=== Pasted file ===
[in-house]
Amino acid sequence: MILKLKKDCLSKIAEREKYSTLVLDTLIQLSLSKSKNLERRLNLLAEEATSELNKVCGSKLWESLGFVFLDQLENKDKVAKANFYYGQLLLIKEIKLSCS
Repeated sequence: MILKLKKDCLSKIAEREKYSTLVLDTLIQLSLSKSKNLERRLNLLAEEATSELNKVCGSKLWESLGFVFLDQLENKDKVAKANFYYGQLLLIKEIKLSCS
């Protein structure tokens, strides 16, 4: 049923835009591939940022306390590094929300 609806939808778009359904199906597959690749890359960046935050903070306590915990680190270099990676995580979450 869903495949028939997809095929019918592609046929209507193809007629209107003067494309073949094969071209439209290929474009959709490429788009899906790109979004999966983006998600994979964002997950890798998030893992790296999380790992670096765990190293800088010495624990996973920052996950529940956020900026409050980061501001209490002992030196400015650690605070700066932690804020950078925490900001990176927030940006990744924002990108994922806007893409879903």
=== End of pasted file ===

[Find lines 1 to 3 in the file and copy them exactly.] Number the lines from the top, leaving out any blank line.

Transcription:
[in-house]
Amino acid sequence: MILKLKKDCLSKIAEREKYSTLVLDTLIQLSLSKSKNLERRLNLLAEEATSELNKVCGSKLWESLGFVFLDQLENKDKVAKANFYYGQLLLIKEIKLSCS
Repeated sequence: MILKLKKDCLSKIAEREKYSTLVLDTLIQLSLSKSKNLERRLNLLAEEATSELNKVCGSKLWESLGFVFLDQLENKDKVAKANFYYGQLLLIKEIKLSCS